Comments & Curiosities: Ow, my arteries!

Remember 1890? Me neither. But that's how long the Orange County Fair has been around: 120 years.

On Friday morning, the gates at the fairgrounds were thrown open once again and the first of a bazillion visitors rushed inside — not knowing where to turn, what to do or what to eat first — just wanting to have fun. They needn't worry. It's all there — exhibits with every type of thing in the universe, animal, vegetable and mineral, and a few things that don't fit any of those.

There are big-name performers, like ZZ Top and Faith Hill, and free performances by people you've never heard, playing instruments you've never seen before. I used to try to run down the entire fair schedule for you, but it's impossible, especially with the fair now running four weeks instead of three.

But if you remember nothing else, remember this. The only valid reason to have an Orange County Fair in my opinion — the All Alaskan Racing Pigs — are back, pinker and porkier than ever. Is there anything more fulfilling than watching six little pigs in their own little numbered vests run like the wind, sort of, with a frenzied crowd cheering them on? If there is, I am not aware of it.

By the way, the little porkers really do make their home in Sarah-land, at the Alaska State Fairgrounds outside Anchorage. It's a long, long way from Alaska to Orange County, but a pig's gotta do what a pig's gotta do.

Who's hungry? If your primary care physician has warned you that your health has been a little too stable lately, a few hours at the Fair can fix that. There are literally hundreds of choices, including every BBQ and Mexican item you've ever heard of, not to mention the bacon-wrapped hot dog, the 1/3-pound cheeseburger and the 1/2-pound "Monster Hot Dog," none of which are big with vegans. Shall we do the math on a 1/2-pound hot dog? Why not.

The standard package of eight hot dogs you're used to seeing weighs 1 pound, which means a 1/2-pound hot dog is the equivalent of four of the hot dogs in that package nestled in a bun that is roughly the size of your pillow. For sides, you could go with the Australian battered potatoes, jumbo fries, chili fries, chili cheese fries and just plain cheese fries if you're watching your diet.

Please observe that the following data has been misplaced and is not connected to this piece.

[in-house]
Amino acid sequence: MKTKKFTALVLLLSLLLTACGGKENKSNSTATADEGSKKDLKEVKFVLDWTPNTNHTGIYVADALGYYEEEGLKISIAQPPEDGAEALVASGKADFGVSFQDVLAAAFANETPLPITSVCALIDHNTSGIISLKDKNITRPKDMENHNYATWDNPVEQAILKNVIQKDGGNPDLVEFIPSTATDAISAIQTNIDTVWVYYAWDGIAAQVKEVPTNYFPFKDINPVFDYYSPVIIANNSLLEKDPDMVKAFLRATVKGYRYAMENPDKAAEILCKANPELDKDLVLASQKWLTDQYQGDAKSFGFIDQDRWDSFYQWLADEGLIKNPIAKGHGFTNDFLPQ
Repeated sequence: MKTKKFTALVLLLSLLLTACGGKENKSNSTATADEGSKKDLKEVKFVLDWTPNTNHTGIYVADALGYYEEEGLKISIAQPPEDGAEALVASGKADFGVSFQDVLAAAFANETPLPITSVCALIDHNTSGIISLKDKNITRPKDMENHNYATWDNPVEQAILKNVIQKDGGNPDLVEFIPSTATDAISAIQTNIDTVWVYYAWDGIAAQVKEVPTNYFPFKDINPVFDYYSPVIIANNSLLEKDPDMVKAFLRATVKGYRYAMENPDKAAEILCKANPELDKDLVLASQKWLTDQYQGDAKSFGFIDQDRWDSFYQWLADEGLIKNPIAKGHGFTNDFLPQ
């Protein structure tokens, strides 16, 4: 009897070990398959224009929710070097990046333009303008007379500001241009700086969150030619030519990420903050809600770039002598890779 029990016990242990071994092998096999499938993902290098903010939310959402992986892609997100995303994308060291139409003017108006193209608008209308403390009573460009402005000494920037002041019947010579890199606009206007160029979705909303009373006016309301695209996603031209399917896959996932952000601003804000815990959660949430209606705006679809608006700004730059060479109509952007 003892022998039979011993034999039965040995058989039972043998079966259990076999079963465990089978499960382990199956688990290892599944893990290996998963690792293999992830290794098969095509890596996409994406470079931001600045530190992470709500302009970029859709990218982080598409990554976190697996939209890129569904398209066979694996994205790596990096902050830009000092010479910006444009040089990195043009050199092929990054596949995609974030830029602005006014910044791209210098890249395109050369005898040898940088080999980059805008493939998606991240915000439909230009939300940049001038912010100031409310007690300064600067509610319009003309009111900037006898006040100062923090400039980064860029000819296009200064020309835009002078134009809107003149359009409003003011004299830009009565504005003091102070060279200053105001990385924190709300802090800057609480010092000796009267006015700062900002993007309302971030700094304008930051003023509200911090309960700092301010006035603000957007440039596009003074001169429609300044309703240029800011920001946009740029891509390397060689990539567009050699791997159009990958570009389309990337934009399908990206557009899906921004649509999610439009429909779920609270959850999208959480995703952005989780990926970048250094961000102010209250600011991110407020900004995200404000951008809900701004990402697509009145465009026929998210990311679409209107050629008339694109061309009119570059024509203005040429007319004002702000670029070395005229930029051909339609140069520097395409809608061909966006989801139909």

If you still need a little something, you could try the apple fries Mexican funnel cake, cinnamon sugar and marshmallow yammies, cheesecake on a stick, and the most inexplicable of all — pizza on a stick. Is pizza not easy enough to eat without being on a stick? How does that work exactly?

If you are very, very brave and your affairs are in order, you should proceed directly to the deep-fried onions, deep-fried Oreos, deep-fried Twinkies, and the cardiologists' "All-Time/All-Universe-People-Really-Eat-That?" Award for three years running — deep-fried Snickers. Yes, it's true. It's a frozen Snickers bar dipped in batter, deep-fried, then sprinkled with powdered sugar because, as you know, a Snickers bar is not quite sweet enough. You'll can also visit the food stand that deserves the Truth-in-Advertising award, hands down — "The Heart Attack Café" — where you'll have to decide between chocolate-covered bacon, deep-fried butter, "The Triple Bypass" (deep-fried cheese crisps) and "The Big One" (deep-fried cinnamon crisps.)

Speaking of food, if you can call deep-fried butter food, I checked out the Farm & Garden competition this year, you know, "Biggest Zucchini in the Cosmos," "Beets that Look Like Famous People," that sort of thing. It's very complicated. There is an Adult Division and a Youth Division for fruits and vegetables. The Adult Division entries are judged under the "American Judging System" but the Youth Division entries are judged under the "Danish Judging System" — like we didn't know that. How can you judge an adult's nectarine with the same system you use for a kid's? That would be crazy.

There are separate competitions for fruits and veggies, each with a boatload a divisions and classes for every fruit and vegetable you've ever heard of, except for "Garden Peas," which compete in a "Special Category" all by themselves, which is lost on me. Peas can go at it in Class 01: "Longest Pod"; Class 02: "Shortest Pod" or Class 03: "Most Unusually Shaped Pod," which I assume is for people who show up with a pod that's shaped like Florida or looks like Cheech Marin.

At Centennial Farm, it's animals everywhere you look and lots of teaching moments about the grow biz for small and large people alike. That laughter and those recurring shrieks of terror you hear are coming from the Carnival, where the unlimited-ride $25 ticket is the best deal in town for people who like to be tossed, twisted, flipped and subjected to G-forces that you normally have to be on a NASA mission to experience.

Here's what I recommend. Wolf down a bacon-wrapped hot dog, some chili cheese fries and a large Diet Coke, then ride the "Tango" — a towering steel contraption that looks like one of the invaders from "War of the Worlds." They strap you into a harness on one of three steel arms that form a huge whirly-gig. It starts spinning at ground level but slowly rises until it's fully vertical at what must seem like the edge of outer space when you're hanging upside down with the harness the only thing that is keeping you from your ancestors. It's fun.

The theme this year is pretty clever — "The Beat Goes On." Get it? Despite all the turmoil of the fairgrounds' being sold, or not, the fair goes on. I think that's it — Faith Hill, deep-fried butter, pizza on a stick and pigs in vests. Can you find all that anywhere else on the planet? I seriously doubt it. I gotta go.

PETER BUFFA is a former Costa Mesa mayor. His column runs Sundays. He may be reached at

Copyright © 2019, Daily Pilot
EDITION: California | U.S. & World